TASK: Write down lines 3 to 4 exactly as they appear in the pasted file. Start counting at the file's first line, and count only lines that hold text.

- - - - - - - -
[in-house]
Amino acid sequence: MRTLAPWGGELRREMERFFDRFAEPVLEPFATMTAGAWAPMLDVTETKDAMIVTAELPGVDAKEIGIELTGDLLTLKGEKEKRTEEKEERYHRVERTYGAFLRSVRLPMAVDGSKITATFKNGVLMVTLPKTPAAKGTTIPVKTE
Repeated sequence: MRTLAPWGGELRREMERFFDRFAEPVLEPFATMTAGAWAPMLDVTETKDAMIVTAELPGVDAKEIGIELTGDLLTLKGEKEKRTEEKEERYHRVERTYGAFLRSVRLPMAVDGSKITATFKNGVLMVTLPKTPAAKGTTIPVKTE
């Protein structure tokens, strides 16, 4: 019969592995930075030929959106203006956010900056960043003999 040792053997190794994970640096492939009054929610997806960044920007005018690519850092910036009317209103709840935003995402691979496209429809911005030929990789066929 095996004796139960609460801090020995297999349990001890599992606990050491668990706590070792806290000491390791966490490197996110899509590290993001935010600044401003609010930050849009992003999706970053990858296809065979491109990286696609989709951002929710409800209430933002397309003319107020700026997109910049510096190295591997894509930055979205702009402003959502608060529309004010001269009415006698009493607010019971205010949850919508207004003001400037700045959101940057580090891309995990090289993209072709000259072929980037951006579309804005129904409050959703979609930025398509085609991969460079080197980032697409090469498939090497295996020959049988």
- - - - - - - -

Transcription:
Repeated sequence: MRTLAPWGGELRREMERFFDRFAEPVLEPFATMTAGAWAPMLDVTETKDAMIVTAELPGVDAKEIGIELTGDLLTLKGEKEKRTEEKEERYHRVERTYGAFLRSVRLPMAVDGSKITATFKNGVLMVTLPKTPAAKGTTIPVKTE
């Protein structure tokens, strides 16, 4: 019969592995930075030929959106203006956010900056960043003999 040792053997190794994970640096492939009054929610997806960044920007005018690519850092910036009317209103709840935003995402691979496209429809911005030929990789066929 095996004796139960609460801090020995297999349990001890599992606990050491668990706590070792806290000491390791966490490197996110899509590290993001935010600044401003609010930050849009992003999706970053990858296809065979491109990286696609989709951002929710409800209430933002397309003319107020700026997109910049510096190295591997894509930055979205702009402003959502608060529309004010001269009415006698009493607010019971205010949850919508207004003001400037700045959101940057580090891309995990090289993209072709000259072929980037951006579309804005129904409050959703979609930025398509085609991969460079080197980032697409090469498939090497295996020959049988």